Ever wonder about the person driving you between the airport and your hotel, rental car or other destination? Airfarewatchdog.com did, so we rode around with a driver for a couple of hours and peppered him with questions. You'd think it would be a pretty routine job, but maybe not.

Q. How long have you been been an airport shuttle driver?

A. I have been doing this for eighteen years. But not everyone makes this a career. For me, this is a second job in addition to working as a real estate sales person. Others that I know do this as their only job, but they are still in school or never went to college and use this as a job to make money on their minimal educational background.

Q. How much do you get paid?

A. We make a minimum wage salary since we are allowed to earn tips. But it is amazing how many people do not give drivers a tip! True, there are some drivers that I know that make little effort to help travelers with their bags. But there are others who really make an effort to assist travelers. It seems that people think that our services are part of the hotel. While we do less work than the bellman that brings bags to your room, we also have fewer opportunities to assist travelers and rely just as much on tips.

Q. Has this always been your job?

A. No, I had retired, but had to go back to work because my pension got cut. I actually like it though. It keeps me busy, and I get to meet so many interesting people.

Q. Do travelers make conversation with you?

A. Some do. You can kind of tell from the moment they get on... Some of them do not even make eye contact you or even say hello as if we are a machine and do not exist. Others are polite. As drivers, we are used to it though. We know everyone has a story. You may have just come back from a tough meeting where you lost a client. I have even driven people who just got fired. So I get it; no one is ever rude. They may just kind of stare blankly into space. They are tired and want to get to the hotel. I still try to make conversation though. I like to know where they came from, where they are going, you know, their story. Maybe what they need is a little friendly human interaction from a stranger. I see it as a chance to make everyone smile.

Q. Have you ever been in an accident with guests on board?

A. I personally have not, but I know another driver who has. I felt really bad for him. He was at the end of a really tough shift that had him working all night and the early morning airport runs. He rear-ended another driver because he dozed off and ended up losing his job. It can happen to the best of us. I think he was just really tired because he worked two jobs, one during the day and the other driving the shuttle at night.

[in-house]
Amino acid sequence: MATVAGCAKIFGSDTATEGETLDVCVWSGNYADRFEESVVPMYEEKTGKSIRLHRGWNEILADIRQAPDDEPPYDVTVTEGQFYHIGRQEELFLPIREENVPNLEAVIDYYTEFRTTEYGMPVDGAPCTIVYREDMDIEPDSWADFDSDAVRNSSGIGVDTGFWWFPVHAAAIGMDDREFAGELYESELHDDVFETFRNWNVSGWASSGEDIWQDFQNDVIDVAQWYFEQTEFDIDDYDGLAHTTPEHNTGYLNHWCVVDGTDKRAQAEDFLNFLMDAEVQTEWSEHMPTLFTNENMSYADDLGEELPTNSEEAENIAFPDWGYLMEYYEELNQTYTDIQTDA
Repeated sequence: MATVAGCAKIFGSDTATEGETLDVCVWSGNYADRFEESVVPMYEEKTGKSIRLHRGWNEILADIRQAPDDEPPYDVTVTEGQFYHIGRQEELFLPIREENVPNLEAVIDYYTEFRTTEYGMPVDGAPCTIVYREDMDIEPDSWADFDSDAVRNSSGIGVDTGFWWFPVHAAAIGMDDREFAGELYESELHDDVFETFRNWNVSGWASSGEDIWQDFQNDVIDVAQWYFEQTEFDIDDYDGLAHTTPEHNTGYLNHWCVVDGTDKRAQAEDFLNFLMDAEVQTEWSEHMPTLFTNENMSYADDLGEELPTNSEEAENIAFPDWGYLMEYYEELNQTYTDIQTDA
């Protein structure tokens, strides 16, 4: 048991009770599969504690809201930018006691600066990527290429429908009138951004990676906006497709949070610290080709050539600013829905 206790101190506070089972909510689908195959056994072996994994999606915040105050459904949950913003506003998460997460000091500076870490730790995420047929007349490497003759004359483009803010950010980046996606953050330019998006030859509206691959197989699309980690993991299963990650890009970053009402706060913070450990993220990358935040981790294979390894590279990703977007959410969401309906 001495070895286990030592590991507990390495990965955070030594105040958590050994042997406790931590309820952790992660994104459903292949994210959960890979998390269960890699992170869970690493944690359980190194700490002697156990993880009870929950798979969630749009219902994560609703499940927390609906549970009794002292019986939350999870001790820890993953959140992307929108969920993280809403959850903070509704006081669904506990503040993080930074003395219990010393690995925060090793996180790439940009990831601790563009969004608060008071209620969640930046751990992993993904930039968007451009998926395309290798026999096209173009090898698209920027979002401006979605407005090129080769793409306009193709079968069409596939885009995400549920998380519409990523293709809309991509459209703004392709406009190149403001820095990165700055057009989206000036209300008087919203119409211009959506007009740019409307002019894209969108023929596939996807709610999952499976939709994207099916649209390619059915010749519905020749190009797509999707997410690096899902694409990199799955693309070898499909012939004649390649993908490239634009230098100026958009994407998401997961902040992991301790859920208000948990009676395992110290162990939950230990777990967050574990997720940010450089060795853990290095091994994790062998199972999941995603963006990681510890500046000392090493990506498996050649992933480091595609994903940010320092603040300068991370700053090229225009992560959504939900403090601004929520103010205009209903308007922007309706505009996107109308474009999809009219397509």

Q. Is there a type of traveler who is nicer to you than others?

A. It all depends. Families always appreciate when we help them with their gear since their hands are full. Airline crew are pretty good about it too; most of them tip us, which is funny since they sometimes get a reputation among us drivers for being cheap. We see a lot of them repeatedly so we become friends. Heck, we see a lot of business travelers over and over again too. Seeing the same people over again gives us a sense of camaraderie that is unusual in this job.

Q. Do you only do airport runs?

A. Mostly, but sometimes we take passengers to restaurants or shops within a two-mile vicinity of the hotel. Often, the same traveler who decided not to tip from the airport depends on me to pick up their drunk self from the bar down the street. We see some interesting stuff from people falling asleep on the bus to crew members that may have partied a bit too hard. We do remember faces! But 95% of my trips are to and from the airport.

Q. Why are people allowed to stand on your bus when the rule in this state is that people must be wearing a seatbelt?

A. Technically, for their wellbeing, they should not be standing, but we are classified like a bus so they are permitted to stand as long as they remain behind the yellow line. But I have had many a traveler fall down or topple onto another passenger. I have brought this up numerous times with my manager at the hotel, but they simply shrug saying they know the safety hazards but people just want to get to the hotel fast. And they are right. If the county allows it, then so do we.

Q. Why are there so many older shuttle drivers?

A. Two reasons. Some of us have to do it because we need the money. Our pensions are gone or we made some financial mistakes. Others do it because they like the constant interaction and variety it provides with people. This job is probably the best in terms of variety in that we see different people every few minutes and can engage with them. Few jobs for people our age do that.

Q. Why do some shuttle drivers assist with luggage and others do not?

A. Plain and simple: They are lazy. They are probably too tired or have been burned too many times by cheap travelers who do not bother to shell out a buck. Other times, if there is just one person on the curb who looks ready to hop on, it makes no sense to unbuckle your seatbelt and hop out. By the time you are at the steps to greet them, they are already firmly in their seat. We are here to offer a service. Some people use it, and some people do not. Like bellmen at the hotel, we are totally okay with that. Although a kind word always goes a long way.

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